It’s important that we value all that is done for us by our kindred—as well as additionally *valuing all we do for others*…and it’s necessary that we are cognizant of the fact that this may bring up old feelings and issues around self-worth, self-esteem, and self-love.   Let’s do our best to continue recognizing that we are “good enough,” “worthy enough,” and “deserving enough,” remembering that we must first and, above all, value our own inherent consequence.

When we are in a community that we value, we organically feel called place it in or near the center of our lives and treat it as a foundational piece of our world.  (Important note: If you don’t feel this way about your community, Dear Ones, it’s probably time to graciously, clearly, and cleanly take your leave.)

Using Sisterhood of the Moon as a specific example, showing up means abiding by our Circle Expectations when we attend ritual as well as conscientiously observing our Community Code of Ethical Conduct in all of our interactions with one another.  Adhering to our Ethical Code is a both a trust and a safety issue.  When we are confident that all in the group will show up for our ethics together, we can trust one another to do the deep, transformation magick we are pledged to.

Showing up for one another in community creates intimacy and connection.  It evokes that sweetness we all search for.  It releases stress.  It allows and gives permission to others to also show up both for themselves and for others, whether in our spiritual community or elsewhere.  Authentic showing up allows us to be exactly who we are without worrying about the “what ifs” (i.e., “what if no one likes me,” “what if I don’t say or do the right thing,” “what if I’m not worthy,” etc.—you get the picture).

When we show up for ourselves and for others, we are reminded that our actions speak far louder than our words.  What we do and how we do it is an expression of our true essence.  Anyone can declare their support but showing up for the doing of it is entirely another thing!  Our actions birth our words—our true intentions—into being, into manifestation.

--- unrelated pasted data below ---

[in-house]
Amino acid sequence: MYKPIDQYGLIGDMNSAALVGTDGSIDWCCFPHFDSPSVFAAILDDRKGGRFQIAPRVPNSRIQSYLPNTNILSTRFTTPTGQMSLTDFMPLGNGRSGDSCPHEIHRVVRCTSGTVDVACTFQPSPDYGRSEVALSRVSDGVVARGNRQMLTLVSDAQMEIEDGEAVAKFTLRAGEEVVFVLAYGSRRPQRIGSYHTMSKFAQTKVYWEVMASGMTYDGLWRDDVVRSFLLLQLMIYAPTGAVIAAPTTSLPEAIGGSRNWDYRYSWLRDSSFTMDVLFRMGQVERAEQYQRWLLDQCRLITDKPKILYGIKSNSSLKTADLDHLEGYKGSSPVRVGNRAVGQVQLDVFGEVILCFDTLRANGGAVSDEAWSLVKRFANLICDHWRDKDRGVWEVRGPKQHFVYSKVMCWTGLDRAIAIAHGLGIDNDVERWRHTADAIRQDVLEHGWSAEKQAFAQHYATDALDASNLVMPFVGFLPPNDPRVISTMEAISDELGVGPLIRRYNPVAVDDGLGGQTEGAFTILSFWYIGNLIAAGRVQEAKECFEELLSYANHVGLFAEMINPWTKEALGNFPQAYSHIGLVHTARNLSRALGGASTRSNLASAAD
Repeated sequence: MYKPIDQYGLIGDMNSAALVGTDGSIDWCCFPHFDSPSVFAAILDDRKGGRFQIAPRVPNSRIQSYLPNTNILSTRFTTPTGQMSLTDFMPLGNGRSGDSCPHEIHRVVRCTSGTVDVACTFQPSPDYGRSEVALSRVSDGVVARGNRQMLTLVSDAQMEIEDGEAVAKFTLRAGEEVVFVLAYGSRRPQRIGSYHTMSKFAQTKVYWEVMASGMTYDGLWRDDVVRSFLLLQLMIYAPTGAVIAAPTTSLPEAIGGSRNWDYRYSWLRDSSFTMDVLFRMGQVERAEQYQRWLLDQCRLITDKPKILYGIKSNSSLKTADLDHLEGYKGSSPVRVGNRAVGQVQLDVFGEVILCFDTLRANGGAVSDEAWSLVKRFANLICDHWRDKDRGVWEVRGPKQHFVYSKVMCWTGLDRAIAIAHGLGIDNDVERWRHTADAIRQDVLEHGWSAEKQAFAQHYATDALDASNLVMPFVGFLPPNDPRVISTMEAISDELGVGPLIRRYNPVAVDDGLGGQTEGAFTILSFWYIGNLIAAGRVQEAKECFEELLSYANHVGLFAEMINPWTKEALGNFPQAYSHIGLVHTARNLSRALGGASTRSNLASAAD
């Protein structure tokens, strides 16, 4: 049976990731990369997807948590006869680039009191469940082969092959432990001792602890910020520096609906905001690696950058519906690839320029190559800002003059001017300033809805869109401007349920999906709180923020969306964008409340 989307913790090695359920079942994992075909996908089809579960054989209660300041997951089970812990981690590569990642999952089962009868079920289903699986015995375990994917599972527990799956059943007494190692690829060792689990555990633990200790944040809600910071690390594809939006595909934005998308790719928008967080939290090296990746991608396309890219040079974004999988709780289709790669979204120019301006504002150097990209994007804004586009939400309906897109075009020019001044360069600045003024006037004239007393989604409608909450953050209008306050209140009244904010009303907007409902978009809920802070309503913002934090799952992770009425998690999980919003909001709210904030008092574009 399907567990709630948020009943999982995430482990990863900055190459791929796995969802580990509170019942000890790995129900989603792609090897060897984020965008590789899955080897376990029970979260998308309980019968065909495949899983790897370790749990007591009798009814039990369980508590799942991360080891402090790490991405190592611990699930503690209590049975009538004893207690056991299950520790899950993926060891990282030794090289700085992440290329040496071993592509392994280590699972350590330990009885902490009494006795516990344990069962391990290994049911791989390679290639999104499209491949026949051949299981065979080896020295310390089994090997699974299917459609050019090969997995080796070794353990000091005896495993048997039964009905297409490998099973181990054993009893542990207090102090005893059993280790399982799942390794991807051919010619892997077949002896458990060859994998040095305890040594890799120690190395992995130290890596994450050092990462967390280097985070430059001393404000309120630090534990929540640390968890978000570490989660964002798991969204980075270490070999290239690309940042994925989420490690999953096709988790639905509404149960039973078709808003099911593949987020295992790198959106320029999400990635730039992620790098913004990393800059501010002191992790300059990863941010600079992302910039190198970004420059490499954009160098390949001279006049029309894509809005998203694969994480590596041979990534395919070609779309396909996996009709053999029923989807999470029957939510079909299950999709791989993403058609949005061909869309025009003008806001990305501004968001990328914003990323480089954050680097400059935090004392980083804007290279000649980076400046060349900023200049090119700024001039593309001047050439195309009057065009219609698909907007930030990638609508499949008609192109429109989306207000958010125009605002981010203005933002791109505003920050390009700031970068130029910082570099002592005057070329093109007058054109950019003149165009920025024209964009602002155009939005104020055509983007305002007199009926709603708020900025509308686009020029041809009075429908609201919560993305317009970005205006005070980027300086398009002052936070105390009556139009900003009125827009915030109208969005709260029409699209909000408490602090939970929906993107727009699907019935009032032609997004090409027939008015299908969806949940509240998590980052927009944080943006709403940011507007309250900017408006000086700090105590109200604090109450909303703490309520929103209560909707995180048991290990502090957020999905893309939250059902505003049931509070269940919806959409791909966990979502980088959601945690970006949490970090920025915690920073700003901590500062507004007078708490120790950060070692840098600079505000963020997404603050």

And showing up isn’t just our physical presence.  Our bodies can be present but that doesn’t mean we’ve shown up.  Our attitudes, our body language, the attention we choose to pay (or not pay) are all parts of showing up, of being truly and energetically present.  

Showing up is being intentional about the energies we are bringing with us, of remaining as mindful as possible about what our energetic container—our etheric pool—looks and feels like.  Showing up is the *Being* in the “Be here now”.

It’s the Year of Showing Up, Dear Ones.  What needs your dedicated support right now in order to continue?  To thrive?  Where can you help?

With Love, Lady Jesamyn

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Art: 1: pixabay.com;  2: Belle Moi; and 3: Priestess Sabrina Moon

About the Author

Transformational Priestess of the Luminous Void, I am the founding High Priestess and Lineage Holder of Sisterhood of the Moon (a matriarchal ritual community) and Sisterhood of the Tribal Priestesses (a consortium of teaching Priestesses), as well as Founder and Facilitator The Women's Mystery School of Magick & Empowerment. I am vowed to lifelong study and I enjoy particular enthusiasm for manifestation magick, the oracular path, and the fine art of ritual facilitation. My spiritual ministry is dedicated to empowering women and other people of integrity through truth-speaking, authenticity, and self-exploration. In my "free time" I enjoy sampling fancy cheeses and interesting libations, obsessing over professional sports, and admiring animals of all kinds, especially black cats. You can find me here: www.SisterhoodoftheMoon.org and here: www.WomensMysterySchool.com. Thanks for reading!